"Influencer insurance" isn't a new concept, especially in media. In fact, most television, film, and music productions have been buying insurance for a long time. When a crew of 150 people roll in with huge trucks and equipment to film something in a fast-paced environment, you can imagine the opportunity for something to go wrong. Even smaller independent productions will usually need to prove they have insurance to cover a location.
A lot of small businesses end up needing liability insurance at some point.
But many smaller influencers probably don't think of themselves as a small business yet — even though they're generating hundreds to thousands of dollars per sponsored post. And they don't understand the responsibilities that come along with those videos. Like the fact that they technically can't show other brands or logos in their sponsored content. Or that they need to get release forms signed by anybody they interact with on camera. Or if they're filming out in public and the camera films an underage person, they may need to get permission from that child's guardian (there are some exceptions for public spaces).
And then there's the biggest one, which is being sure not to infringe on copyrights. That includes using music clips you don't have the rights to, including clips of TV or films, or other imagery you don't own. All of it can — and has — led to big lawsuits. Which is exactly why many brands are making it part of their contract terms when working with influencers.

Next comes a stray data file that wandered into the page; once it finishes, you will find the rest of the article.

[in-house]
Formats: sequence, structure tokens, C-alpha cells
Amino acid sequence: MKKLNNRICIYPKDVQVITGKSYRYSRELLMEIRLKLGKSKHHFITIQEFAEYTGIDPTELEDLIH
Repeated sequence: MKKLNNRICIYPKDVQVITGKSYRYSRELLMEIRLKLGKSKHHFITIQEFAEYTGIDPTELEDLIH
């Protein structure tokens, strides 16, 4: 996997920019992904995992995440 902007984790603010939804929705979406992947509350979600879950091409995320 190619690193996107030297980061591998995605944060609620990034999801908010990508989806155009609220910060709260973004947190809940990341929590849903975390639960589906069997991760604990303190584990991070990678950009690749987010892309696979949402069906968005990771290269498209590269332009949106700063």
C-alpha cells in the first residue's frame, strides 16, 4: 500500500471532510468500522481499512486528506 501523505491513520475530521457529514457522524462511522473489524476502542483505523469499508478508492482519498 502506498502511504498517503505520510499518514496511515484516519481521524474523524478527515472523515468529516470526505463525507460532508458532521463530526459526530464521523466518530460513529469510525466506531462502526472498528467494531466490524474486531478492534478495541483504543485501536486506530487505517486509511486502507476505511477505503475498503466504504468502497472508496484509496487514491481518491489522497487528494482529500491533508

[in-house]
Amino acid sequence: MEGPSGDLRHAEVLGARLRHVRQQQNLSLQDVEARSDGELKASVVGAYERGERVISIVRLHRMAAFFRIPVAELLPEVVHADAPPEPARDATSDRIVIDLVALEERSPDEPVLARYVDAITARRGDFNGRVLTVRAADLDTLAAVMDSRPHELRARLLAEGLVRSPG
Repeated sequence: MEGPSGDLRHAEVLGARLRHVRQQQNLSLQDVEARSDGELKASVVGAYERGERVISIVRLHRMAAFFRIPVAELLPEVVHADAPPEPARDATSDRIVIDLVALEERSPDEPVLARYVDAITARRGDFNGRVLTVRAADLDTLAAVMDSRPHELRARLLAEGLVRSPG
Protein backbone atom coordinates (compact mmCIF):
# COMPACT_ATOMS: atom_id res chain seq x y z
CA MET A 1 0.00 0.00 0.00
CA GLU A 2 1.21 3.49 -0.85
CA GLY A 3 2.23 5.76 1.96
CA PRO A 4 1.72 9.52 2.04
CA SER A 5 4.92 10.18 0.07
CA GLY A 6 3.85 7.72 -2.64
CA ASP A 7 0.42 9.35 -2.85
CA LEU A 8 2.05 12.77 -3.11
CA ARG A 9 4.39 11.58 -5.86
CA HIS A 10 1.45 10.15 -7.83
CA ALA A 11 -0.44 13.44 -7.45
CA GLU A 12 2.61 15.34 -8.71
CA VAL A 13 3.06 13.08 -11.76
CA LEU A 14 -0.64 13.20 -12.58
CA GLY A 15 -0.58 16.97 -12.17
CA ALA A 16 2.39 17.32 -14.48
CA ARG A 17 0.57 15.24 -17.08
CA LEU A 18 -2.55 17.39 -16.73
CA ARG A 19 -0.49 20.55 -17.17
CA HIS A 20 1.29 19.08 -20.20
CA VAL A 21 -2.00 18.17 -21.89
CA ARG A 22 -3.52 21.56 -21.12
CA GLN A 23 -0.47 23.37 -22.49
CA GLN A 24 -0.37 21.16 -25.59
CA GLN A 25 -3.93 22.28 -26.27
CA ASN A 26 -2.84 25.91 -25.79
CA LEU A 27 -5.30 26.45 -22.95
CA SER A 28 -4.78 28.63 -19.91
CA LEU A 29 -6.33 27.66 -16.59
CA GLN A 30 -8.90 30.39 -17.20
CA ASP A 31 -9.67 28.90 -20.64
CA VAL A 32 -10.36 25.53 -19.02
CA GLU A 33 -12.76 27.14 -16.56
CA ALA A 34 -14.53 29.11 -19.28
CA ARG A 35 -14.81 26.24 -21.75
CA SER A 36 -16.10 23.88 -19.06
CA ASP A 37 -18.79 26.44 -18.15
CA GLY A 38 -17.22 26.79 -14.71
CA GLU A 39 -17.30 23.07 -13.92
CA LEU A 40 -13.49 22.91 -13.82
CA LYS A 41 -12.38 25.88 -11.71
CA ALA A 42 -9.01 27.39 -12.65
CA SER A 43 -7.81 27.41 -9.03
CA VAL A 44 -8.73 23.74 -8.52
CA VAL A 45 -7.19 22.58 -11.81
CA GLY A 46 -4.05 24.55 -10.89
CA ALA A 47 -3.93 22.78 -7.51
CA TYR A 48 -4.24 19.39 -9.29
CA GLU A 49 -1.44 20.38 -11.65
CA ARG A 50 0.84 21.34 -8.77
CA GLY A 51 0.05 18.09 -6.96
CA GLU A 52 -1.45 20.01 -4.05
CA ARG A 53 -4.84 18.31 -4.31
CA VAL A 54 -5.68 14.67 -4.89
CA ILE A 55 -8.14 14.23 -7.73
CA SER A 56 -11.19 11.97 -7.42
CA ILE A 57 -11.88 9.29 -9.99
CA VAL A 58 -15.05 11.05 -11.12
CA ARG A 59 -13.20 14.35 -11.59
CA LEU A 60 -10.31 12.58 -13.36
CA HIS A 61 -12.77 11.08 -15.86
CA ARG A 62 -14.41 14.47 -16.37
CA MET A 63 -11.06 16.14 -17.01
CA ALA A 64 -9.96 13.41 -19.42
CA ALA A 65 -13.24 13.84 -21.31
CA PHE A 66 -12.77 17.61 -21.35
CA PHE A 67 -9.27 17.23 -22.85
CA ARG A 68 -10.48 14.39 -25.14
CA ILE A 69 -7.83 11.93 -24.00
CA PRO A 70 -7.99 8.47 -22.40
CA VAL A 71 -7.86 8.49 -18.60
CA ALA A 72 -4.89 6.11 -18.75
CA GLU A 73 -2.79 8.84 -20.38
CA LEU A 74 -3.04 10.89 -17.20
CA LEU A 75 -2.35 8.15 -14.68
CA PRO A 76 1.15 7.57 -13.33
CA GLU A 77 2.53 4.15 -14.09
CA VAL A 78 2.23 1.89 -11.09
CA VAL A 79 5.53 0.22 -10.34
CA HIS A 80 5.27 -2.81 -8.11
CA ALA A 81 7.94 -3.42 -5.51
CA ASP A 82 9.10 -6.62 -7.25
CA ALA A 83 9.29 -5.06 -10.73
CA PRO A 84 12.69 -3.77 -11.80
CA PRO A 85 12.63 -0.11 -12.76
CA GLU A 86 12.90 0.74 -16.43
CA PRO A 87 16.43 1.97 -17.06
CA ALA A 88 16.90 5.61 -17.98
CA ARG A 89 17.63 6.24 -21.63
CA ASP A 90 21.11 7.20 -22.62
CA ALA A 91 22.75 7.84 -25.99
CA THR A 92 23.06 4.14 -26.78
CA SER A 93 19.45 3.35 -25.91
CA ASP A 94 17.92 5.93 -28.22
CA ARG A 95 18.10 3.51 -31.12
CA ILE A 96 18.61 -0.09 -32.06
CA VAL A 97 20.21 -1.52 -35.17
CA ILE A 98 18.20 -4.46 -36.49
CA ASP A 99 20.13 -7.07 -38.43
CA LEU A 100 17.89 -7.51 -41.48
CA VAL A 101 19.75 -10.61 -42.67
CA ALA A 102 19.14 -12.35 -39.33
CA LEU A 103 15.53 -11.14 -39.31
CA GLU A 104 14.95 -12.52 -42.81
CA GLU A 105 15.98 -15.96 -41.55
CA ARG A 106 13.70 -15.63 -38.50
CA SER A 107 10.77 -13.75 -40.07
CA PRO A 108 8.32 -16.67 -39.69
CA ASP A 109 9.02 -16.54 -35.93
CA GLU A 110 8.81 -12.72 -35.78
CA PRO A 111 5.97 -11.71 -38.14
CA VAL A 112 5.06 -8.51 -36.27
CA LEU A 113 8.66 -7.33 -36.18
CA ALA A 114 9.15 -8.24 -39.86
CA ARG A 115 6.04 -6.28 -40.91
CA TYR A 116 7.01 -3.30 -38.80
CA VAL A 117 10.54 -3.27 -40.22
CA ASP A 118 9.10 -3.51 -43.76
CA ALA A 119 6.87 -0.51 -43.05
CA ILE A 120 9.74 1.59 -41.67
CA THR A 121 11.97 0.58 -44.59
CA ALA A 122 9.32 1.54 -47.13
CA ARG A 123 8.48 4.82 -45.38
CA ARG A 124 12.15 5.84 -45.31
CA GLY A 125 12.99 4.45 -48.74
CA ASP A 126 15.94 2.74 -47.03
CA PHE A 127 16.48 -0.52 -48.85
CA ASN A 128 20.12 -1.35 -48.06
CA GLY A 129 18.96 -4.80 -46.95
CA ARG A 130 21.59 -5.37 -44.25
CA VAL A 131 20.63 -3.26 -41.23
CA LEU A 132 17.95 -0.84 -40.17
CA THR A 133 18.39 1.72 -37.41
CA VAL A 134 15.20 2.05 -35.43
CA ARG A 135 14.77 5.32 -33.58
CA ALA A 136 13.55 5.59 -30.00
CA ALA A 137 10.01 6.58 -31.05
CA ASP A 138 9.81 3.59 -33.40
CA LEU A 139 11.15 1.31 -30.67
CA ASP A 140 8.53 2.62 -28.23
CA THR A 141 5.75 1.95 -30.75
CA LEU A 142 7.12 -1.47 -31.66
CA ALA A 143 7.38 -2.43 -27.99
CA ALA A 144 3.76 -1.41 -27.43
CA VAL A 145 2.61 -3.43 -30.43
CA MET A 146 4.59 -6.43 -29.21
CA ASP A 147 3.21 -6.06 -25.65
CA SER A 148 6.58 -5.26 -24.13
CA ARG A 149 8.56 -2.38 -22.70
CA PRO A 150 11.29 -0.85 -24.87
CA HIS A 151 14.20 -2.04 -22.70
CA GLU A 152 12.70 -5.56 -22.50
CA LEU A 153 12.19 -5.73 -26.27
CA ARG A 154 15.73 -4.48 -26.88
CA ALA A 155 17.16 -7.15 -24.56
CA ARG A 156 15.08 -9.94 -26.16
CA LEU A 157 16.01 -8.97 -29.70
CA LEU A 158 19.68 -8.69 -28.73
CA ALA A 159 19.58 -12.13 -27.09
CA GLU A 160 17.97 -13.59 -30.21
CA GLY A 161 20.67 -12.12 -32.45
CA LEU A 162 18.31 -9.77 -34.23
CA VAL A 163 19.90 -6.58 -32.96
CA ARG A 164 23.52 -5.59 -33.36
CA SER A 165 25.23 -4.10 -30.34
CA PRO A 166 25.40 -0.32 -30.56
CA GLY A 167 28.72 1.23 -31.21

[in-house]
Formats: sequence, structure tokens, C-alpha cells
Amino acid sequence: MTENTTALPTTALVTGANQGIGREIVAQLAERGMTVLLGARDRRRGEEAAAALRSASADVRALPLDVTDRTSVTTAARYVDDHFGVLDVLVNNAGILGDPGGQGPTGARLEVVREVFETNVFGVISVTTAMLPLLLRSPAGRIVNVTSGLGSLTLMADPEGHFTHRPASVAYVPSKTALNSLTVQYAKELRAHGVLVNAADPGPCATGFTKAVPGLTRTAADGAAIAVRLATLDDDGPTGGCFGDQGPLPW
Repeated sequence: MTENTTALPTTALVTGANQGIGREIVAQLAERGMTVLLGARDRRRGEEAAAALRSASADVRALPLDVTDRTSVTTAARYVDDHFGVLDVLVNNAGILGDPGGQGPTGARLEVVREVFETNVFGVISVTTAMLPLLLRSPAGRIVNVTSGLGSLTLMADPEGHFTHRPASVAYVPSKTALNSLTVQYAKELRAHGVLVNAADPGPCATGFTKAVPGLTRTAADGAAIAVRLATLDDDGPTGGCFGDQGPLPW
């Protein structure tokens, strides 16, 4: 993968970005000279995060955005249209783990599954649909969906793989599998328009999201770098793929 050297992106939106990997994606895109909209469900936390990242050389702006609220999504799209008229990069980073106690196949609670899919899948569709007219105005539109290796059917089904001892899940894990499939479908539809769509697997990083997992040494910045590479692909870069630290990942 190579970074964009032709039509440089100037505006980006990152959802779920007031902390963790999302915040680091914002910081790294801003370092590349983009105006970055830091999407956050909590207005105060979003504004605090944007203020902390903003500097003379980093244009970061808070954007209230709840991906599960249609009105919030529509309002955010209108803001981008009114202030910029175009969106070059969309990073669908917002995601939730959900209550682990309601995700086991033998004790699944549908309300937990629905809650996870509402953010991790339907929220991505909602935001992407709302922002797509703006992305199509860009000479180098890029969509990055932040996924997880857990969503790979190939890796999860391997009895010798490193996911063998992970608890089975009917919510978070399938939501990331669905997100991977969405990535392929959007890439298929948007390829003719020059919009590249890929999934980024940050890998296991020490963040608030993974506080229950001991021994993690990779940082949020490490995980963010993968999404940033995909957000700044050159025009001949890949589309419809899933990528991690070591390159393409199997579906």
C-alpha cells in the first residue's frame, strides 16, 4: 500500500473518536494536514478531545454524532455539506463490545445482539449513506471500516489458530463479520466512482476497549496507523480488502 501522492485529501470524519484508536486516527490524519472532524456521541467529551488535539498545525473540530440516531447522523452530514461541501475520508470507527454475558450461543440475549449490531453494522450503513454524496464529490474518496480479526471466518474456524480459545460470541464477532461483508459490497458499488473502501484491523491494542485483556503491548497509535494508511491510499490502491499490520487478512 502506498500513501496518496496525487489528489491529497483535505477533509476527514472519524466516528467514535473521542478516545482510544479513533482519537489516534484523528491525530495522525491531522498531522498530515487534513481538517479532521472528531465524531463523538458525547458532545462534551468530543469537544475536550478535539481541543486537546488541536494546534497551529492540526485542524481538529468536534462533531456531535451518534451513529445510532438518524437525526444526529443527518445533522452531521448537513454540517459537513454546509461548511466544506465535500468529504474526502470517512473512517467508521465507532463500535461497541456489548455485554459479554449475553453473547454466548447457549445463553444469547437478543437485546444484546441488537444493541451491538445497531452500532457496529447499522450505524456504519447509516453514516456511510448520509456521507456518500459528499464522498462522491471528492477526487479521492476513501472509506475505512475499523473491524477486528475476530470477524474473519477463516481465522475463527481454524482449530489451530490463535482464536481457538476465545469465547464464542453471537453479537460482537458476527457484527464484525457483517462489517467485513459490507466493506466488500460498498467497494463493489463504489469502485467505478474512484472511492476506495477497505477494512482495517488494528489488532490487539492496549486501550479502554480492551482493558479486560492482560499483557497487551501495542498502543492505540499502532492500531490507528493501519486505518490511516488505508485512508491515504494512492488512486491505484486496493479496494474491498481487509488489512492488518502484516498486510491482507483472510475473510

What Does Influencer Insurance Cost — And Is It Worth It?
Here's where the heart of the issue lies. For many larger influencers with a manager, business manager, and other team components, insurance is probably already a frequent expense. These individuals are really full-fledged businesses with employees. Either they or their primary brand deal liaison already know they need to protect themselves.
But what about micro and nano influencers? The individuals with maybe ten to 50,000 niche followers who are interested specifically in one area of their brand. Many of these content creators don't have the same infrastructure as larger influencers, but are being asked to play by the same rules.